How do you respond to the view that in the stories in The Bloody Chamber, Angela Carter presents a sinister distortion of family relationships? The relationships that are presented within the collection of short stories, present the reader with a disturbed version of stereotypical fairytale relationship. Carter distorts these relationships in order, to engage overwhelming emotion within the reader. Angela Carter wishes to push the boundaries of the fairytale genre and provoke the reader to feel anger towards patriarchal societies. It is clear within the short stories that these relationships have been distorted, in order for Carter to present the reader with her opinion of issues within society.
I agree with Anne Mellor in the fact that she portrays Frankenstein as being sexist and against women. In the analytical essay, “Possessing Nature: The Female in Frankenstein”, written by Anne Mellor, she talks about how Shelley depicts women’s injustice in nineteenth century society through her use of characters, science, political constructs, and offers an alternative portrayal through the DeLaceys. She explains how Victor Frankenstein possesses the patriarchal mindset prevalent during this time through his inability to exhibit balanced emotions, his creation of a being which perpetuates the idea that females are no longer necessary, and his need to keep women in a submissive role. Mellor describes how the women within the novel are confined to the home, while the men are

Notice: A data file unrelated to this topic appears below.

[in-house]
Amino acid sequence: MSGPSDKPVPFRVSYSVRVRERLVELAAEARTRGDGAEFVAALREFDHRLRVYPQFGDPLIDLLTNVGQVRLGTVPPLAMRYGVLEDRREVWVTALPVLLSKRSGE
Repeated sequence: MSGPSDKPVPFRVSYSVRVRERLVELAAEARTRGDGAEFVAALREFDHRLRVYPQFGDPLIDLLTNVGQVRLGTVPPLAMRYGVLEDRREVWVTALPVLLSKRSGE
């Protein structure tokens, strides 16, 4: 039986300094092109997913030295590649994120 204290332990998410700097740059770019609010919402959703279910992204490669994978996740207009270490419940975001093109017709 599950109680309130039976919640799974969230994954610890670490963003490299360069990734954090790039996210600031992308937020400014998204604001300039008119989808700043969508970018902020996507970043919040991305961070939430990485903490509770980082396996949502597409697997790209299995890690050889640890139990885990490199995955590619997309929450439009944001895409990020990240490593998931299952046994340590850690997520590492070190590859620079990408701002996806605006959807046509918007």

Similarly, Mary Shelly’s novel, Frankenstein, can be viewed as a moral fable that offers readers the conservative view on gender roles. Through varied characters such as Victor Frankenstein, the monster, Henry Clerval, Elizabeth and Justine, Shelley demonstrates her adherence to the gender